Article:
1. Forum
  2. >
  3. Topic: Esperanto
  4. >
  5. "Azenoj ne estas kiel araneoj…

"Azenoj ne estas kiel araneoj sed ili estas kiel ĉevaloj."

Translation:Donkeys are not like spiders but they are like horses.

May 28, 2015

47 Comments


https://www.duolingo.com/profile/Arancaytar

Does whatever a spiderdonkey does.


https://www.duolingo.com/profile/flootzavut

bwahahahahahahahahahahahahahahahahaha x forever


https://www.duolingo.com/profile/TheWombatGuru

How is it possible that I can already understand sentences like these after only learning for 2 hours?


https://www.duolingo.com/profile/Whoaholycow

cxar Esperante estas lingvo facila!


https://www.duolingo.com/profile/Novantico

And because you haven't been exposed to that many words yet.


https://www.duolingo.com/profile/CengalLut

Not having to learn gender and plural forms for each word helps too.

shakes fist at German


https://www.duolingo.com/profile/DillonReyn

Wir wissen, wir wissen.


https://www.duolingo.com/profile/Immortalizd

And if you speak a language where the words have genders, but not the same as German, good luck learning them...


https://www.duolingo.com/profile/trezapoioi1

I especially don't understand why do some languages have a neutral gender if inanimate, sexless objects can still randomly have masculine, feminine or neutral. Why having three genders then?


https://www.duolingo.com/profile/Rae.F
  • 2437

I've been kind of intimidated by the idea of German for most of my life, but I've been learning Irish here, and as an adult learner, the Irish rules for gender and plural seem like Calvinball to me. Maybe I might pick up some German after all. :-P


https://www.duolingo.com/profile/Farjo1
  • 2419

I recently saw a t-shirt with the slogan "Life's too short to learn German" :)


https://www.duolingo.com/profile/pureintellect

I have been learning German for a long time, and the two main problems I had were cases and genders. I figured out cases after going to wikipedia (And being mad at the dative case) but now I have to say the word in my head to try to figure out the gender. Now I learn Esperanto.


[deactivated user]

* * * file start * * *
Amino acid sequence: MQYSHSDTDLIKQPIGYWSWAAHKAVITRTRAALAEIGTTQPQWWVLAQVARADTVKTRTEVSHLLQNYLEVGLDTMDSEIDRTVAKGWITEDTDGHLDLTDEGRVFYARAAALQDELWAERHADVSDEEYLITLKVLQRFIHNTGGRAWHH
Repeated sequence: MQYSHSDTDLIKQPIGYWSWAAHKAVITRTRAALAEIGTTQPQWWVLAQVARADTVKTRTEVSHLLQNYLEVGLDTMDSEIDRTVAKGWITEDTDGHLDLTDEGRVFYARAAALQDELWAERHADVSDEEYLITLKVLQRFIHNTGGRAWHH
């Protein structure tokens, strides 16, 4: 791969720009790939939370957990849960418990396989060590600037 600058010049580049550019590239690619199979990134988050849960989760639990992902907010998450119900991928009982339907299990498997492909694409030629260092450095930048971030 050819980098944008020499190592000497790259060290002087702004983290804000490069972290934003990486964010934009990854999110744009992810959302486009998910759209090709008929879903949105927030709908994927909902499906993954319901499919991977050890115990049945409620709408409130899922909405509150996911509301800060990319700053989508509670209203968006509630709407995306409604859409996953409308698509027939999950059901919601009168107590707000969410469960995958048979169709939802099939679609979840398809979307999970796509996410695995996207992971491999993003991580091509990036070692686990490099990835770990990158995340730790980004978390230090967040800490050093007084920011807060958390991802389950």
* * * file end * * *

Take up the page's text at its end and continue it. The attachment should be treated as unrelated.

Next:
and pretty much all other languages


    https://www.duolingo.com/profile/Xavierkiller22

    I've got this far in 1 hour mate, don't try it.


    https://www.duolingo.com/profile/e_vizolli

    Kiel is an anagram of "like" =)


    https://www.duolingo.com/profile/erissilet

    You just saved me a lot of head and heartache with one sentence, thank you


    https://www.duolingo.com/profile/Cocio_16

    English is not my first language. This is a question about English. I wrote "Donkeys are not as spiders but they are as horses" and I’ve got an error. Was it really an error?


    https://www.duolingo.com/profile/blessedwhitney

    In English, we would not use "as" in that way. We would use the word "like." This is the same written word as the verb "to like" as in... "I like apples." but the word is used in a different way. It means "to be similar to."

    So: "Donkeys are not like spiders but they are like horses."

    Here is some more information about the word "as" http://grammar.ccc.commnet.edu/grammar/conjunctions.htm

    The word "as" is very similar to the word "because."

    These two sentences have the exact same meaning: Because I had ran a mile, I was thirsty. As I had ran a mile, I was thirsty.

    "As" can also express that something is happening at the same time. The below two sentences do NOT have the same meaning. 1. Because I was running, I was thirsty. 2. As I was running, I was thirsty.

    Sentence 1 = First I ran a mile, and that caused me to be thirsty. Cause and effect. Sentence 2 = While I was running a mile, I became thirsty. This sentence doesn't actually say whether the running caused me to become thirsty.

    The word "as" has a lot of other rules that native speakers regularly get wrong.

    If you're up to the level of trying to figure out the slight differences in the word "as," it means your English is amazing! Keep it up the awesome work. You can do it!!!


    https://www.duolingo.com/profile/Cocio_16

    I do not get it. In my dictionaries, "as" also means "in the same way or in the same manner", which is what "kiel" is supposed to mean, no ? And why "iel" is used rather than something with "ia" ? ("kiae", for example, which do not seem to exist)


    https://www.duolingo.com/profile/nixgiko

    Your dictionary probably needs to be elaborated as the wording is rather vague. In any case, I'll elaborate myself as English is my native language:

    'Like' is used when comparing how something is similar to another, while 'as' is used to describe or explain the function of something. In the first two sentences that I wrote above, note how I give a description after stating 'as' in each sentence.

    "The wording is rather vague" is a description explaining why "your dictionary probably needs to be elaborated."

    "English is my native language" is an explanation of why "I'll elaborate myself."

    If I used 'like' instead, it would read like I'm a female teenager that has to use 'like' in every sentence. In this sentence, we are comparing how a female teenager uses 'like' in every sentence would be similar to writing the sentences above using 'like' instead of as.

    It is possible to write above sentence using 'as if' instead of 'like' though. 'As if' is a loophole that allows you to use 'as' as if it was like when describing something. It's useful to know this loophole because sometimes 'as if' flows better with your speech than using 'like' everywhere. Use whichever sounds better.